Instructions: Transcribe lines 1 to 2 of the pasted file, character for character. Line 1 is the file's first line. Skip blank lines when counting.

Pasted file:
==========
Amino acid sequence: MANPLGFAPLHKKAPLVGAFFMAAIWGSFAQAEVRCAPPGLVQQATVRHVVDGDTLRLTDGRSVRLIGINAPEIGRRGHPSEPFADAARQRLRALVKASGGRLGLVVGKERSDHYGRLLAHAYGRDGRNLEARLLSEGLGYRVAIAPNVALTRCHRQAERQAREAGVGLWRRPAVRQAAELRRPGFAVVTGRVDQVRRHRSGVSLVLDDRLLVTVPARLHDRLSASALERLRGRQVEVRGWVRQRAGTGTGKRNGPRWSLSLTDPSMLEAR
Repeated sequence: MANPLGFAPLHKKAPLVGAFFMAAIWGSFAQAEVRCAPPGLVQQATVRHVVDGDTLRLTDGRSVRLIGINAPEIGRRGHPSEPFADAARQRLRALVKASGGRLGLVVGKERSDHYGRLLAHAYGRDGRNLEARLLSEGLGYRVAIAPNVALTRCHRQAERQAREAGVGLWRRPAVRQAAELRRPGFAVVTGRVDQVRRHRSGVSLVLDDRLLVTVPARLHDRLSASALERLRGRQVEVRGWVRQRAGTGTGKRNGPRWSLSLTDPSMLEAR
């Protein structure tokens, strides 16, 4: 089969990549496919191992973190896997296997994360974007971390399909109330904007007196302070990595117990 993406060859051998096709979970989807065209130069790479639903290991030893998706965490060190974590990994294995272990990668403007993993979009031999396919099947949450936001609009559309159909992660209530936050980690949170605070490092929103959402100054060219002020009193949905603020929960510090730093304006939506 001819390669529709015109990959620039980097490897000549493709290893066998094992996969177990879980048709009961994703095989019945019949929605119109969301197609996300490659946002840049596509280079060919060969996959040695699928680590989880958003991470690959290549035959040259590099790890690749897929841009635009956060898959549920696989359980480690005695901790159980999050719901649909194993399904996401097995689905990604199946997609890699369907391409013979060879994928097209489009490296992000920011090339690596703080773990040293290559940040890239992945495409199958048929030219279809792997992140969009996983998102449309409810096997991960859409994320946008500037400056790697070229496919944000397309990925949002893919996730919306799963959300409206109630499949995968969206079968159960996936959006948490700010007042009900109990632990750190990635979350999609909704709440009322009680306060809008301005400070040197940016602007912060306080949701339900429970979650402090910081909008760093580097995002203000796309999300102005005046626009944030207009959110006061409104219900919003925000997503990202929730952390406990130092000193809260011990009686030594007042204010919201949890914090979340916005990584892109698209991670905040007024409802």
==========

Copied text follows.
Amino acid sequence: MANPLGFAPLHKKAPLVGAFFMAAIWGSFAQAEVRCAPPGLVQQATVRHVVDGDTLRLTDGRSVRLIGINAPEIGRRGHPSEPFADAARQRLRALVKASGGRLGLVVGKERSDHYGRLLAHAYGRDGRNLEARLLSEGLGYRVAIAPNVALTRCHRQAERQAREAGVGLWRRPAVRQAAELRRPGFAVVTGRVDQVRRHRSGVSLVLDDRLLVTVPARLHDRLSASALERLRGRQVEVRGWVRQRAGTGTGKRNGPRWSLSLTDPSMLEAR
Repeated sequence: MANPLGFAPLHKKAPLVGAFFMAAIWGSFAQAEVRCAPPGLVQQATVRHVVDGDTLRLTDGRSVRLIGINAPEIGRRGHPSEPFADAARQRLRALVKASGGRLGLVVGKERSDHYGRLLAHAYGRDGRNLEARLLSEGLGYRVAIAPNVALTRCHRQAERQAREAGVGLWRRPAVRQAAELRRPGFAVVTGRVDQVRRHRSGVSLVLDDRLLVTVPARLHDRLSASALERLRGRQVEVRGWVRQRAGTGTGKRNGPRWSLSLTDPSMLEAR